Lynette Yiadom-Boakye

Lynette Yiadom-Boakye

A true pioneer, Lynette Yiadom-Boakye’s fictional portraits have influenced the 21st century renaissance of the black figure in mainstream art. 

The Tate opened in 1897. It took until 2021 for a black woman to have a solo show there.

The pioneering artist Lynette Yiadom Boakye was born in London, 1977 to Ghanaian immigrants. She studied Fine Art at St Martins and has been painting ever since. Lynette’s fictional portraits contributed to the 21st century renaissance of the black figure in mainstream art. 

Painting of two black men in underwear putting on socks on a dark background

The Generosity, 2010

Her figurative oil paintings exist outside of a historical context and place, and are entirely fictional. The paintings are a mixture of her imagination, memory, and found imagery. Their timelessness celebrates Blackness on its own terms. They are about feeling, and how we have empathy with her portraits.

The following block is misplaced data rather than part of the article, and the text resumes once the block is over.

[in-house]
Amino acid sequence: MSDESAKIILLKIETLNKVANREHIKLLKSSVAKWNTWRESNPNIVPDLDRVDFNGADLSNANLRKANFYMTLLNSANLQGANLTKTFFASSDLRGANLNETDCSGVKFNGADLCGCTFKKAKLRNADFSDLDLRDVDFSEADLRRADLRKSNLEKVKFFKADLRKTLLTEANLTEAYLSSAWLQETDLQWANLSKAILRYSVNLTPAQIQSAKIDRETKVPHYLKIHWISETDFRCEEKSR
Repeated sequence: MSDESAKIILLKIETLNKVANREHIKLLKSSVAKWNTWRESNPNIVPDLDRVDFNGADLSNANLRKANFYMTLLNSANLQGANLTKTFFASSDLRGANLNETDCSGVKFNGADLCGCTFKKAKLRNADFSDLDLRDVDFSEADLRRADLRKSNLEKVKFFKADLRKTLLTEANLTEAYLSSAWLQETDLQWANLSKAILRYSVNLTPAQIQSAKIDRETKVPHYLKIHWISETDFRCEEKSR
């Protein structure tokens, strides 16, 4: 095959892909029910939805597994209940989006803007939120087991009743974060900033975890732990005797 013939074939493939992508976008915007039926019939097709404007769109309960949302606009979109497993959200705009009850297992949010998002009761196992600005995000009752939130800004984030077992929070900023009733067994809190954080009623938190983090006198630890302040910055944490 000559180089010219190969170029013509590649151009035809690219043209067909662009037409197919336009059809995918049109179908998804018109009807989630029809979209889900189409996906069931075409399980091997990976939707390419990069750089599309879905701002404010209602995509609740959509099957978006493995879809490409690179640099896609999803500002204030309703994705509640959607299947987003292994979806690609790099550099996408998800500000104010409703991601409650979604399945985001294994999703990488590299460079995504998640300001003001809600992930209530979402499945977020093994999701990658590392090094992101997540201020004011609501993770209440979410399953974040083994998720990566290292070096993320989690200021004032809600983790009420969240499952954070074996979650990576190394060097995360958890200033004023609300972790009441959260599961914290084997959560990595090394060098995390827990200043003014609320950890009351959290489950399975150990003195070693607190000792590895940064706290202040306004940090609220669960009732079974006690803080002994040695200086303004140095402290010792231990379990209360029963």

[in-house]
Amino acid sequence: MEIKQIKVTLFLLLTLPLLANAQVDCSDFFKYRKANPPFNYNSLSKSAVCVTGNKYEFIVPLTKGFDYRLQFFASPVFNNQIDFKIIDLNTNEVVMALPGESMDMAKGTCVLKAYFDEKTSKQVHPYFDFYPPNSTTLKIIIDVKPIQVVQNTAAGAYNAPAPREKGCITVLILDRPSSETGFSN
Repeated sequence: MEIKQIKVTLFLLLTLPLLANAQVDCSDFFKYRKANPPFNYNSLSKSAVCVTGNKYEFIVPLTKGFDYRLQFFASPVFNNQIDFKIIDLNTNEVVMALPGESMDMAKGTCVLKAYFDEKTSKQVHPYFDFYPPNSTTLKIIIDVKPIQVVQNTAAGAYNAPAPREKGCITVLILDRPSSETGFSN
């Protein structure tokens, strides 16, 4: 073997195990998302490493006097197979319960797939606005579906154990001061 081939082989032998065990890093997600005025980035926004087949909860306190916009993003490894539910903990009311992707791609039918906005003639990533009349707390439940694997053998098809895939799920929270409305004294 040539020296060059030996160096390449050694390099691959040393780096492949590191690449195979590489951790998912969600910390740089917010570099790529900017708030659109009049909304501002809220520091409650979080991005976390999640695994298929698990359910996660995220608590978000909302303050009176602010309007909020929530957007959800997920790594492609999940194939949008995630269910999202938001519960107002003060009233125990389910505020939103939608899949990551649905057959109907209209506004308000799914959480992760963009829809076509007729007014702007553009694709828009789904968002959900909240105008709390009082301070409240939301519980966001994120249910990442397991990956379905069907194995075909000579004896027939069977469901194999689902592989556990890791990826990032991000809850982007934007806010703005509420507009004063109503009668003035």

Lynette’s timeless and radical portraits continue to break through a historically white art world.

Painting of black woman in yellow top and orange ribbon in hair on dark brown background

All that we may afford, 2006

Painting of woman sat with green hue over

Magret de Canard, 2005

Painting of black woman in red coat with deep red background

First, 2004

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